"Honor thy father and mother" says the first commandment and my wife and two brother-in-laws passed that test today. A party six months in the planning and it all came together beautifully. A crisp sweater-weather day, Fall’s final colors lit by an afternoon sun and friends and family gathering from all corners of the country to honor my mother-in-law, Pam Shultz, by organizing an art show with some 46 of her rug hookings brought together for the first time in one space. It was mildly connected with Pam’s 90th birthday coming up in January, which makes it all the more poignant that it’s never too late to make your art world debut.
Some 90 or so friends and families from all corners of Pam’s life joined together to ooh and aah at the exhibit and chat with the artist, as well as enjoy the fabulous catered food and reunite with each other. About midway through, my wife gave a lovely talk honoring her mother, followed by two friends talking about other admirable parts of Pam’s long and varied life— as special education teacher, nature lover, devoted grandmother and more. For once, I had no formal role to play as a speaker in the event, but after seeing the artwork, I just couldn’t resist and gave an impromptu talk. And so here it is:
You might be impressed that someone would travel a long distance to honor his mother-in-law. And more impressed yet that I came from San Francisco and gave up my box seats to the Giants World Series game to do so!!!! No, just kidding. But my devotion is not too far short of that mark. Especially after what I’ve seen here today.
The other day, I took a multiple-intelligences test and each one was ranked between 1 and 15. As a music teacher and author, it’s no surprise that I scored 15 in musical and linguistic intelligence, but even I was shocked by my lowest score— 4 on visual-spatial skills. That means that when I was looking at these rug hookings and told my wife that one looked really familiar, she sighed and said, “Yeah, it’s been hanging in our house for 15 years.” That gives you an idea about how fatally stupid I am about art.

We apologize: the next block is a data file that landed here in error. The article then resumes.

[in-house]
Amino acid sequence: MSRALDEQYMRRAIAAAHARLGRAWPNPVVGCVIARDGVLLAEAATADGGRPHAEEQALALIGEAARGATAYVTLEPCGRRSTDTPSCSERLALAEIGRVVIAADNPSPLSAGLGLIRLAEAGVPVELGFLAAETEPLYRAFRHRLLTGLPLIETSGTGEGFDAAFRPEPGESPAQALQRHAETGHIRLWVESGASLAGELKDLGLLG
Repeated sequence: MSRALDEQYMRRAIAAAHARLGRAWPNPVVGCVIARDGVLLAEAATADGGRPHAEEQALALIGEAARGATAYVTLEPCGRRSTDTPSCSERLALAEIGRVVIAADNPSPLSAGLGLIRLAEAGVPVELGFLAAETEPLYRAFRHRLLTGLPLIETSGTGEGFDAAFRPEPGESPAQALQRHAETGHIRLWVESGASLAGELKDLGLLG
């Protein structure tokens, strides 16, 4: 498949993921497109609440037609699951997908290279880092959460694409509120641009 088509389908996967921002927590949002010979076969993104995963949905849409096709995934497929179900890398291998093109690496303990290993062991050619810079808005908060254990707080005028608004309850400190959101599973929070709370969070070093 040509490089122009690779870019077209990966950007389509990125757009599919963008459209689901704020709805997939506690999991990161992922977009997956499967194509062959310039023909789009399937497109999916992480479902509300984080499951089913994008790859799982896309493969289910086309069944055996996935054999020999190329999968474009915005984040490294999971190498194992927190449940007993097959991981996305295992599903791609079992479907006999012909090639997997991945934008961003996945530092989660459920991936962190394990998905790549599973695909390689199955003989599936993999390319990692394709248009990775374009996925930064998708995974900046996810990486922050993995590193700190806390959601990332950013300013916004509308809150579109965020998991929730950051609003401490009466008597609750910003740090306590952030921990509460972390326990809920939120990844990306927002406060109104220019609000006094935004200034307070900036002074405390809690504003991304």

I’ve known Pam for some 40 years now, mostly spending time together in that fabulous paradise of a cottage on Lake Michigan. And night after night there, I’ve often noticed Pam bent over a piece of fabric doing some kind of stitchery. But because of my cognitive disability, I’ve rarely expressed curiosity or asked her to show me what she’s working on.
But today, as I saw piece after piece and really looked at them and notice the fine details and admired the colors and the shapes and forms and the variety between pieces, my admiration for Pam zoomed beyond its customary high mark. These were beautiful! How could I have missed it? And how humble she’s been about her artist’s soul, just quietly going about her work and producing works borne from great patience, attention and some inner need to express beauty. It takes my breath away.
So, Pam, forgive me for taking so long to notice but today, I did and I couldn’t be more proud to have you for my mother-in-law. Congratulations!
After three hours of holding court, Pam looked exhausted so we whisked her away back to her Assisted-Living Home. I parked the car and checked in at the front desk with flowers in one hand and her oxygen tank in the other and the woman there said, “Oxygen and flowers. The two things we need most!” Well, I believe that’s true.